Laryngitis is swelling of the voice box, including the vocal cords. Vocal cords normally create sounds by opening and closing. Swelling makes movement of the vocal cords difficult which makes you sound hoarse or prevents sounds at all.
The Larynx
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Laryngitis is caused by irritation, overuse, or infection of the voice box. Some of the most common irritants include:
Less often laryngitis may be caused by certain medical conditions, such as:

Risk Factors

Factors that may increase your chance of laryngitis include:


Laryngitis may cause:


Your doctor will ask about your symptoms and medical history. A physical exam will be done. Most laryngitis can be diagnosed by your symptoms and history. Your doctor may recommend further tests if you have:
You may be referred to a specialist, if your laryngitis does not have an easily identified cause or cure.
Your voice box may be examined with a flexible, lighted scope. Other tests may also be done to evaluate swallowing or other processes related to normal voice.


Laryngitis will often go away on its own once the underlying cause is managed. Underlying causes may require medication, treatment, or simply time.
Swelling and discomfort of the vocal cords can be managed with home care, such as:
Other steps will depend on the cause of laryngitis, for example:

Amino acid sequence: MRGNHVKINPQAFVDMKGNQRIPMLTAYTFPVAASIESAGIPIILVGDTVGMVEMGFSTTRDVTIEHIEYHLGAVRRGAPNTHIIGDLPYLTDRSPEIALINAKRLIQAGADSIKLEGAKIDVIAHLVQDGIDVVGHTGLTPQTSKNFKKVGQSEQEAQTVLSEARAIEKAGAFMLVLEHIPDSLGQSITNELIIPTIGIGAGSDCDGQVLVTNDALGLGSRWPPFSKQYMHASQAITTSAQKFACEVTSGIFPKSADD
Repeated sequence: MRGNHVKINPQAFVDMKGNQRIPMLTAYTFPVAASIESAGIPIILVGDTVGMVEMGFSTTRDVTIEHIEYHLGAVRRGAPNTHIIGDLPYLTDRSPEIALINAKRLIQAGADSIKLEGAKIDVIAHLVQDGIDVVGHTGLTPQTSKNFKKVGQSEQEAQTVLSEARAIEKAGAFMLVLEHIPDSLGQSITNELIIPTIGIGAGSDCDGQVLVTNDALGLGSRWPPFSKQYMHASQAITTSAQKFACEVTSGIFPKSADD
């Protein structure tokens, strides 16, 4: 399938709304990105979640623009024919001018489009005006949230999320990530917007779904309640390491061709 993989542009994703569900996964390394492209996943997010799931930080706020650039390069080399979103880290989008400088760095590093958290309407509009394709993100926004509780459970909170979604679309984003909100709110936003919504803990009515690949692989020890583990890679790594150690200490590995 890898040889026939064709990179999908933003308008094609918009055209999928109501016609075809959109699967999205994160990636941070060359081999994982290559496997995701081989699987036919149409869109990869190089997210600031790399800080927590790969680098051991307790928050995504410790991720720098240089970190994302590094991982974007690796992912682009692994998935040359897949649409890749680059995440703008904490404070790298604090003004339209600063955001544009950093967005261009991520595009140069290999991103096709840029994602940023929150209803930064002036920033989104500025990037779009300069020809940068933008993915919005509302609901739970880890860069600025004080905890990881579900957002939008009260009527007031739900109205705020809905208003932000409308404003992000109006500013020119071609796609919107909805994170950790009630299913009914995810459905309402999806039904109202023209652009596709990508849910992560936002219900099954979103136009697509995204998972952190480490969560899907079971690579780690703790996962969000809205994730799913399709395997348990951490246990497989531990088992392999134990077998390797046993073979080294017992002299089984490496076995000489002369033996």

Voice Therapy

Voice therapy may be needed to treat some voice problems such as regular vocal overuse or chronic laryngitis. Voice therapy consists of:
  • Voice education
  • Healthy use of the voice
  • Instruction in proper voice technique and use of the breathing muscles


You may not be able to prevent some of the illnesses and disorders that can cause laryngitis. To prevent and treat mild hoarseness related to laryngitis:


Family Doctor—American Academy of Family Physicians

National Institute of Allergy and Infectious Diseases


Health Canada

Public Health Agency of Canada


Acute laryngitis. EBSCO DynaMed website. Available at: h Updated June 24, 2011. Accessed January 3, 2013.

Common problems that can affect your voice. American Academy of Otolaryngology—Head and Neck Surgery website. Available at: Accessed January 3, 2013.

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